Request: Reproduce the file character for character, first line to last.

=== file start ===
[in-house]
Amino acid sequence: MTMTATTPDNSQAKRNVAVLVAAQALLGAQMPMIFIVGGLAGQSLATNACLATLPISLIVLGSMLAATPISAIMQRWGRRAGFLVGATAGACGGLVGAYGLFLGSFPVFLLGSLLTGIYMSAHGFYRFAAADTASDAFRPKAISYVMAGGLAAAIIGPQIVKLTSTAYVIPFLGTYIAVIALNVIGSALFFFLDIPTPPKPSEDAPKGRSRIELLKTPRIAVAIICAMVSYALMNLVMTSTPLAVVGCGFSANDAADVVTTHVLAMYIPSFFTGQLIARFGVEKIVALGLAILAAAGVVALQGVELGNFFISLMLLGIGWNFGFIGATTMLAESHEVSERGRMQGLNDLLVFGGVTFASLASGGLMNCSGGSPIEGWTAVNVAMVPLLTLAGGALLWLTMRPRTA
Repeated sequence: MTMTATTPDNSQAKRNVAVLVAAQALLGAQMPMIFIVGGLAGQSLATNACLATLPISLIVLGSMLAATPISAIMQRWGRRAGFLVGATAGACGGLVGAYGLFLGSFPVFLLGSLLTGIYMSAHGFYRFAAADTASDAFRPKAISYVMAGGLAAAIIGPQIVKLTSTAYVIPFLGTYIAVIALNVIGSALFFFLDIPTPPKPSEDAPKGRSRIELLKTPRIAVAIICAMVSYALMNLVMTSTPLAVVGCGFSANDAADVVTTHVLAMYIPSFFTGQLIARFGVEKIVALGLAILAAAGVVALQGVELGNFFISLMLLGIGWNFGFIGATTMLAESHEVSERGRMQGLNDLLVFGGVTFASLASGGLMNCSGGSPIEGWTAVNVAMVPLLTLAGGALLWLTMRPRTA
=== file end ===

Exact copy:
[in-house]
Amino acid sequence: MTMTATTPDNSQAKRNVAVLVAAQALLGAQMPMIFIVGGLAGQSLATNACLATLPISLIVLGSMLAATPISAIMQRWGRRAGFLVGATAGACGGLVGAYGLFLGSFPVFLLGSLLTGIYMSAHGFYRFAAADTASDAFRPKAISYVMAGGLAAAIIGPQIVKLTSTAYVIPFLGTYIAVIALNVIGSALFFFLDIPTPPKPSEDAPKGRSRIELLKTPRIAVAIICAMVSYALMNLVMTSTPLAVVGCGFSANDAADVVTTHVLAMYIPSFFTGQLIARFGVEKIVALGLAILAAAGVVALQGVELGNFFISLMLLGIGWNFGFIGATTMLAESHEVSERGRMQGLNDLLVFGGVTFASLASGGLMNCSGGSPIEGWTAVNVAMVPLLTLAGGALLWLTMRPRTA
Repeated sequence: MTMTATTPDNSQAKRNVAVLVAAQALLGAQMPMIFIVGGLAGQSLATNACLATLPISLIVLGSMLAATPISAIMQRWGRRAGFLVGATAGACGGLVGAYGLFLGSFPVFLLGSLLTGIYMSAHGFYRFAAADTASDAFRPKAISYVMAGGLAAAIIGPQIVKLTSTAYVIPFLGTYIAVIALNVIGSALFFFLDIPTPPKPSEDAPKGRSRIELLKTPRIAVAIICAMVSYALMNLVMTSTPLAVVGCGFSANDAADVVTTHVLAMYIPSFFTGQLIARFGVEKIVALGLAILAAAGVVALQGVELGNFFISLMLLGIGWNFGFIGATTMLAESHEVSERGRMQGLNDLLVFGGVTFASLASGGLMNCSGGSPIEGWTAVNVAMVPLLTLAGGALLWLTMRPRTA